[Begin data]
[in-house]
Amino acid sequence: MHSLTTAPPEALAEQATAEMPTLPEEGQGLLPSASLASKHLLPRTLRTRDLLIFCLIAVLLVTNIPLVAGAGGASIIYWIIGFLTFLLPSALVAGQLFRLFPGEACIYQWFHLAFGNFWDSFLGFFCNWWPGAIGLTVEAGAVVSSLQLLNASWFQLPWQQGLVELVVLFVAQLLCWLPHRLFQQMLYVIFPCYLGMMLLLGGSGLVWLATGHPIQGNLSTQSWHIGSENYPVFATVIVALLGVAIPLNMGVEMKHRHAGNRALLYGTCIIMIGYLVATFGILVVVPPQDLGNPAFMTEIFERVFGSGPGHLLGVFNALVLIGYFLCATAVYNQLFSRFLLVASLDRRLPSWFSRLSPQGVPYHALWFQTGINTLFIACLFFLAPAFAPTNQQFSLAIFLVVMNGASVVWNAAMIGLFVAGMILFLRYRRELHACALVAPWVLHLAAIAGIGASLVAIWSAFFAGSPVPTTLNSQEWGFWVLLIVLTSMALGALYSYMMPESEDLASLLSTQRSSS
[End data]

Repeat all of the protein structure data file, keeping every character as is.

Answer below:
[in-house]
Amino acid sequence: MHSLTTAPPEALAEQATAEMPTLPEEGQGLLPSASLASKHLLPRTLRTRDLLIFCLIAVLLVTNIPLVAGAGGASIIYWIIGFLTFLLPSALVAGQLFRLFPGEACIYQWFHLAFGNFWDSFLGFFCNWWPGAIGLTVEAGAVVSSLQLLNASWFQLPWQQGLVELVVLFVAQLLCWLPHRLFQQMLYVIFPCYLGMMLLLGGSGLVWLATGHPIQGNLSTQSWHIGSENYPVFATVIVALLGVAIPLNMGVEMKHRHAGNRALLYGTCIIMIGYLVATFGILVVVPPQDLGNPAFMTEIFERVFGSGPGHLLGVFNALVLIGYFLCATAVYNQLFSRFLLVASLDRRLPSWFSRLSPQGVPYHALWFQTGINTLFIACLFFLAPAFAPTNQQFSLAIFLVVMNGASVVWNAAMIGLFVAGMILFLRYRRELHACALVAPWVLHLAAIAGIGASLVAIWSAFFAGSPVPTTLNSQEWGFWVLLIVLTSMALGALYSYMMPESEDLASLLSTQRSSS